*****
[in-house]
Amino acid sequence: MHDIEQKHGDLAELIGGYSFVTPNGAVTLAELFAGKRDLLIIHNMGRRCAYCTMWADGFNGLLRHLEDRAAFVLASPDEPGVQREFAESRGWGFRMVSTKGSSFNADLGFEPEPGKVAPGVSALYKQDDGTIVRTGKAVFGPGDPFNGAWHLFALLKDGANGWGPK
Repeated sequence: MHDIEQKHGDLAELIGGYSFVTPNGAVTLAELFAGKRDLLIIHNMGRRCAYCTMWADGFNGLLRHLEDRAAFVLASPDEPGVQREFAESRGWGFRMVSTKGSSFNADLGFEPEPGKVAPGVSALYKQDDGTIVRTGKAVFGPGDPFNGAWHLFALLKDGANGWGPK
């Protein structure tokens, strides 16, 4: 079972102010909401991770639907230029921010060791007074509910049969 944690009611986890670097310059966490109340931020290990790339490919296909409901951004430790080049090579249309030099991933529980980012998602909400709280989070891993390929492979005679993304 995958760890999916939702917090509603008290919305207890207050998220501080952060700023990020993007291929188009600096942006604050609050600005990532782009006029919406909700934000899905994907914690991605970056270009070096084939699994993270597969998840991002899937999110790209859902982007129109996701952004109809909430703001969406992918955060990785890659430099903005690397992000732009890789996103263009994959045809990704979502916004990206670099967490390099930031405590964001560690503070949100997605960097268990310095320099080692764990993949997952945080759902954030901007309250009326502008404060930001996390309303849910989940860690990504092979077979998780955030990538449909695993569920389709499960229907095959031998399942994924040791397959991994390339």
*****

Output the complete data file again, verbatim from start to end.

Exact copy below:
[in-house]
Amino acid sequence: MHDIEQKHGDLAELIGGYSFVTPNGAVTLAELFAGKRDLLIIHNMGRRCAYCTMWADGFNGLLRHLEDRAAFVLASPDEPGVQREFAESRGWGFRMVSTKGSSFNADLGFEPEPGKVAPGVSALYKQDDGTIVRTGKAVFGPGDPFNGAWHLFALLKDGANGWGPK
Repeated sequence: MHDIEQKHGDLAELIGGYSFVTPNGAVTLAELFAGKRDLLIIHNMGRRCAYCTMWADGFNGLLRHLEDRAAFVLASPDEPGVQREFAESRGWGFRMVSTKGSSFNADLGFEPEPGKVAPGVSALYKQDDGTIVRTGKAVFGPGDPFNGAWHLFALLKDGANGWGPK
């Protein structure tokens, strides 16, 4: 079972102010909401991770639907230029921010060791007074509910049969 944690009611986890670097310059966490109340931020290990790339490919296909409901951004430790080049090579249309030099991933529980980012998602909400709280989070891993390929492979005679993304 995958760890999916939702917090509603008290919305207890207050998220501080952060700023990020993007291929188009600096942006604050609050600005990532782009006029919406909700934000899905994907914690991605970056270009070096084939699994993270597969998840991002899937999110790209859902982007129109996701952004109809909430703001969406992918955060990785890659430099903005690397992000732009890789996103263009994959045809990704979502916004990206670099967490390099930031405590964001560690503070949100997605960097268990310095320099080692764990993949997952945080759902954030901007309250009326502008404060930001996390309303849910989940860690990504092979077979998780955030990538449909695993569920389709499960229907095959031998399942994924040791397959991994390339």